⌚ Postoperative Pain Management

Tuesday, November 09, 2021 12:01:18 AM

Postoperative Pain Management



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Postoperative Pain Management - ICA Webinar

The most commonly practiced method for analgesia is a combination of NSAIDs and opioids, and while this has proven effective, the inclusion of opioids does predispose the patient to numerous side effects including nausea, vomiting, pruritus, sedation, constipation, and urinary retention. Nausea and vomiting occurred in Despite the effectiveness of this traditional analgesia combination, the addition of other non-opioid pharmaceutical agents has been proven to be more effective than NSAIDs and opioids alone. Both propacetamol and ketorolac were shown to be superior to morphine PCA alone in the management of postoperative pain following ELEA, yielding an earlier onset of analgesia.

When compared to each other, both propacetamol and ketorolac were similarly efficacious in lowering pain relief scores. Celecoxib was found to improve VAS pain scores and active ROM compared to the placebo, in addition to lowering opioid requirements. The risk of adverse cardiovascular effects is related to a reduction in prostacyclin synthesis secondary to COX-2 inhibition without a concomitant decrease in thromboxane synthesis, resulting in unopposed thromboxane-mediated platelet aggregation and vasoconstriction.

Similarly, this also increases the risk of thrombosis, hypertension, and worsening of atherosclerosis. Although not as significant, rofecoxib was also associated with an increased risk of arrhythmia including ventricular fibrillation , cardiac arrest, and sudden cardiac death. Local anesthetics administered via periarticular or intra-articular injections have been shown to decrease pain scores and opioid consumption. The most common agents used in either route of administration were the local anesthetics ropivacaine and bupivacaine.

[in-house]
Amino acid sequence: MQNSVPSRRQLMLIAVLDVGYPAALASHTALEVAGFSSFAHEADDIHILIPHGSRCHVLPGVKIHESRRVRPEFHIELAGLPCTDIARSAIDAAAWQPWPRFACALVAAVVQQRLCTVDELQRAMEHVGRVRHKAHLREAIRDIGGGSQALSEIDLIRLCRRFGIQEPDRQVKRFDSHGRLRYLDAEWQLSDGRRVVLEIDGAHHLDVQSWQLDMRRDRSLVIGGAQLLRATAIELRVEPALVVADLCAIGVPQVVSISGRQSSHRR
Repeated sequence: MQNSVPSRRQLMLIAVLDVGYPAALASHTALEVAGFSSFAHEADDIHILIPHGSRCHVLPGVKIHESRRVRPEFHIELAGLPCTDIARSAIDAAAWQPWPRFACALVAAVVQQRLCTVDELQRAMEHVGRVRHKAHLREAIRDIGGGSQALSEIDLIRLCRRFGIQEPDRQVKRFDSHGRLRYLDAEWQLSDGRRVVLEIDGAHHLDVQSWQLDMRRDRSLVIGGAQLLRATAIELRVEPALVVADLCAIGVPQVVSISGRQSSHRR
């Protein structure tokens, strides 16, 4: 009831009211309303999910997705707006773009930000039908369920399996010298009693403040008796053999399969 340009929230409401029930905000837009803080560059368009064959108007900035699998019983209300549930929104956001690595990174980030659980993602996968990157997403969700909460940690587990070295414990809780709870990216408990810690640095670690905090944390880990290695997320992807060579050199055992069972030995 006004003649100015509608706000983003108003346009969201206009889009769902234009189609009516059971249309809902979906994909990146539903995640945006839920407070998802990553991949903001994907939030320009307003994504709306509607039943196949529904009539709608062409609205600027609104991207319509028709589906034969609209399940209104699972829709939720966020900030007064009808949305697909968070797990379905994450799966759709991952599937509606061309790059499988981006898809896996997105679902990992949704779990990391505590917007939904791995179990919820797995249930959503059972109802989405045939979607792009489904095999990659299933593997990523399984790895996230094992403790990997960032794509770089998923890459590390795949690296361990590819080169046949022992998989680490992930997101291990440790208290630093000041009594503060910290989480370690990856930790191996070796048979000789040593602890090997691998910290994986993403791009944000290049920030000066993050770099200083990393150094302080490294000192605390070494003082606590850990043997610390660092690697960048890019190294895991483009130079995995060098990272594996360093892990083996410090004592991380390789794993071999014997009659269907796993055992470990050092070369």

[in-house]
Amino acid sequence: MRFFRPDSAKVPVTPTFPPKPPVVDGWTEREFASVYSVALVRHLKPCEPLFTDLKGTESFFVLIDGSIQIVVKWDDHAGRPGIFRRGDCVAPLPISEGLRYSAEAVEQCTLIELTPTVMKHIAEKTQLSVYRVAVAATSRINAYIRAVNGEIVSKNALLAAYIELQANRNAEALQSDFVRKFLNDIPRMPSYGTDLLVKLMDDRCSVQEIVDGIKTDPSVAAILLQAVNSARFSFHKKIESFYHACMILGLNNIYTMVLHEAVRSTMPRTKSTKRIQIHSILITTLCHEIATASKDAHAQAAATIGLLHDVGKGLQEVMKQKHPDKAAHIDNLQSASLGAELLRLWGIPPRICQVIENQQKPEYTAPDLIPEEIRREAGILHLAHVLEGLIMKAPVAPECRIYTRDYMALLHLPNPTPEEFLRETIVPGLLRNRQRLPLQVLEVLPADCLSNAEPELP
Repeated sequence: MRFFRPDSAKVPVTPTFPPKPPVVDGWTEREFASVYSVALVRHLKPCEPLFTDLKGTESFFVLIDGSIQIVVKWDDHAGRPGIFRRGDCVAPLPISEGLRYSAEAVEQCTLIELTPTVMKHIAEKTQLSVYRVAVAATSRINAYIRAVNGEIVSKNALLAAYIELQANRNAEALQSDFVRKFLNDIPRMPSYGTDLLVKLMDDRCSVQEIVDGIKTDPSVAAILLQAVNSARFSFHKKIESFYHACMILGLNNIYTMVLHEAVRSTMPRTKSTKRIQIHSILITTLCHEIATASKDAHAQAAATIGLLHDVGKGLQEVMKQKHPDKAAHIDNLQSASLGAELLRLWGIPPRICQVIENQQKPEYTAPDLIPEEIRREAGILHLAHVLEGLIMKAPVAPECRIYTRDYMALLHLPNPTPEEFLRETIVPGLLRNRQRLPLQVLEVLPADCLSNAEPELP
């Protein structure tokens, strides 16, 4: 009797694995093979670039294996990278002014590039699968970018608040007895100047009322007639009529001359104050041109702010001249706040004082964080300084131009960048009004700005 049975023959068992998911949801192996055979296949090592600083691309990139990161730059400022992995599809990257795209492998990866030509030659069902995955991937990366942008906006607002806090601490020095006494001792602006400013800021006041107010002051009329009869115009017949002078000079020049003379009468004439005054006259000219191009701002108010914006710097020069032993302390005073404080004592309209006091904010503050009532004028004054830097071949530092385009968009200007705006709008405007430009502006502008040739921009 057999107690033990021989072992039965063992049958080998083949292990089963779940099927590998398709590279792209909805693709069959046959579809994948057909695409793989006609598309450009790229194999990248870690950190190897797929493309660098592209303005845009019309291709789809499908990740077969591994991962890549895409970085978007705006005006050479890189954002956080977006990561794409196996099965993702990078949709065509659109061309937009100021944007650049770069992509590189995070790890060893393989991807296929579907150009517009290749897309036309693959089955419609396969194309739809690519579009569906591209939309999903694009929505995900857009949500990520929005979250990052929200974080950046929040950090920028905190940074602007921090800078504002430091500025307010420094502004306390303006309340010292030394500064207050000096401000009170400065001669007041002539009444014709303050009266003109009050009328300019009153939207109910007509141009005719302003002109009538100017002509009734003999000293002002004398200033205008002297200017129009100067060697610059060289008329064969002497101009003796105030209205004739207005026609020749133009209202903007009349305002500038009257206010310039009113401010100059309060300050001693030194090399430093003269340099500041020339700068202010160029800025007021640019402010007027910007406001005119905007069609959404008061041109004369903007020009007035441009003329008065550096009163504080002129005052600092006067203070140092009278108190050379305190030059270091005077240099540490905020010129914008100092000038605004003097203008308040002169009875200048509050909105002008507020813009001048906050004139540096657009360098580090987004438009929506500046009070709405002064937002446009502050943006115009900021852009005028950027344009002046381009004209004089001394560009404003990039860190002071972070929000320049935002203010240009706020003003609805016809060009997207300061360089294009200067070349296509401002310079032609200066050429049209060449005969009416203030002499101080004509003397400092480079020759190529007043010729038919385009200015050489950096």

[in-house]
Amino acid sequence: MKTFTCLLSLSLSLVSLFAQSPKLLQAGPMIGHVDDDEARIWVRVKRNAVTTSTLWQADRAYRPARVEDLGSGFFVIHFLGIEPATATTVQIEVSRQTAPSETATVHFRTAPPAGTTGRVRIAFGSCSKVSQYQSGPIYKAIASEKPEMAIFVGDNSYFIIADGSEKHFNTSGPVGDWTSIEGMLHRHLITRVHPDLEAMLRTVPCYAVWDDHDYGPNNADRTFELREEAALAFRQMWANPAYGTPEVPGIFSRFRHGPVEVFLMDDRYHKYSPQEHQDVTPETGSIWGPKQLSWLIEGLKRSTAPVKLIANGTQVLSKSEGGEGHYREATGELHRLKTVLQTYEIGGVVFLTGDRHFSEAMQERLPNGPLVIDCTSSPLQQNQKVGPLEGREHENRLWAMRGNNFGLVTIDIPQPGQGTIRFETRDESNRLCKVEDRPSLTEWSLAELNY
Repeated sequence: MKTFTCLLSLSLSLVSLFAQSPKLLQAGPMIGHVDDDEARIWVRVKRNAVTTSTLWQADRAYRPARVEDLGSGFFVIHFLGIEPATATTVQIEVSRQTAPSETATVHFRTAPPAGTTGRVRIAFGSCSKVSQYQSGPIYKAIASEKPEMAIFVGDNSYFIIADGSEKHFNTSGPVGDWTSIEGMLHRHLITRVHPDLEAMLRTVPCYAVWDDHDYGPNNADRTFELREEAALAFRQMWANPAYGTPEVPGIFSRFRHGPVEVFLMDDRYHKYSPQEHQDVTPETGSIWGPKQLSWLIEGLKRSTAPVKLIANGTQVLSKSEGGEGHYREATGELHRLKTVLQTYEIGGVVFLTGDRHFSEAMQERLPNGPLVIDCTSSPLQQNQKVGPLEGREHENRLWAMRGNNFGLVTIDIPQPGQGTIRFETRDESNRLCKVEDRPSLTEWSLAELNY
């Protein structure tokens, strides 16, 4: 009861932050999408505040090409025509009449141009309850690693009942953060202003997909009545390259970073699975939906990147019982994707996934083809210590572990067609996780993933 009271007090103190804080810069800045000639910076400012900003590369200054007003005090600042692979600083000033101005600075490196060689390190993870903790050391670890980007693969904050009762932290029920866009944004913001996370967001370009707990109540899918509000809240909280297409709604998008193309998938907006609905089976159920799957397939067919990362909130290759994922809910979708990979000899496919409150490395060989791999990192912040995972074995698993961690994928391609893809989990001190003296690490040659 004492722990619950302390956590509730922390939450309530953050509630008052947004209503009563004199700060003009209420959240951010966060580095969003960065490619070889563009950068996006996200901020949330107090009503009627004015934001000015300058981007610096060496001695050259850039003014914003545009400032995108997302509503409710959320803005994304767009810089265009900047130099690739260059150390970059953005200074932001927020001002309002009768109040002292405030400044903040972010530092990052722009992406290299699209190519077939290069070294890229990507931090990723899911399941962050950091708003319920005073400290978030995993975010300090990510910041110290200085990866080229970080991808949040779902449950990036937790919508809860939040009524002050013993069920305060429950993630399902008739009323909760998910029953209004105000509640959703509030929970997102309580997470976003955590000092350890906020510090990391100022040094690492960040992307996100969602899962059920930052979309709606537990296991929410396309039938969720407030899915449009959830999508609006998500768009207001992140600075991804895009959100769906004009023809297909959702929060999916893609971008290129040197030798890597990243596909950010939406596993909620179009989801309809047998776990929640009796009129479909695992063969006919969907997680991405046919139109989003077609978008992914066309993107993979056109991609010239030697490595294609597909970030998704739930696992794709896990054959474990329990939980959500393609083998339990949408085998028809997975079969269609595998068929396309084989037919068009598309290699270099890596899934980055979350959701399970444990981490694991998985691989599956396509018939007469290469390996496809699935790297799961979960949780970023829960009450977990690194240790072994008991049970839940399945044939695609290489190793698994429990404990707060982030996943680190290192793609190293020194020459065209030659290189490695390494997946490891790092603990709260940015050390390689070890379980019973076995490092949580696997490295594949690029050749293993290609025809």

A combination of intraoperative and postoperative intra-articular ropivacaine-ketorolac injections resulted in lower pain scores, and less opioid consumption and opioid-associated side effects. The corticosteroid component reduces the inflammatory response at the surgical site while reducing blood loss by inhibiting prostaglandin synthesis. The addition of the epinephrine, via its vasoconstrictive mechanism, keeps the analgesic drugs localized to the surgical site longer, maximizing its efficacy and reducing its systemic side effects.

Patients receiving a combination of bupivacaine, triamcinolone, and epinephrine injection before closure had significantly lower pain scores, demanded less parenteral morphine, achieved greater ROM, and had a shorter LOS compared to those who received a similar mixture without the corticosteroid component. When the periarticular injections are compared, the bupivacaine-triamcinolone combination administered postimplantation is more efficacious than ropivacaine alone as well as a ropivacaine-morphine combination administered before closure. Given these findings, it appears that administration of a local anesthetic either intra-articular or periarticular in combination with a steroid or an NSAID before wound closure is more efficacious than the administration of a local anesthetic alone or in combination with an opioid after closure.

This could be explained by a reduction in pain secondary to a decreased inflammatory response, which is seen with steroids and NSAIDs but not with opioid or local anesthetics by themselves. Further studies are needed to assess the effects of time of injection relative to wound closure using the local anesthetic-NSAID and local anesthetic-steroid combination, as well as differences in route of administration intra- versus periarticular , and administration of the NSAID or steroid alone.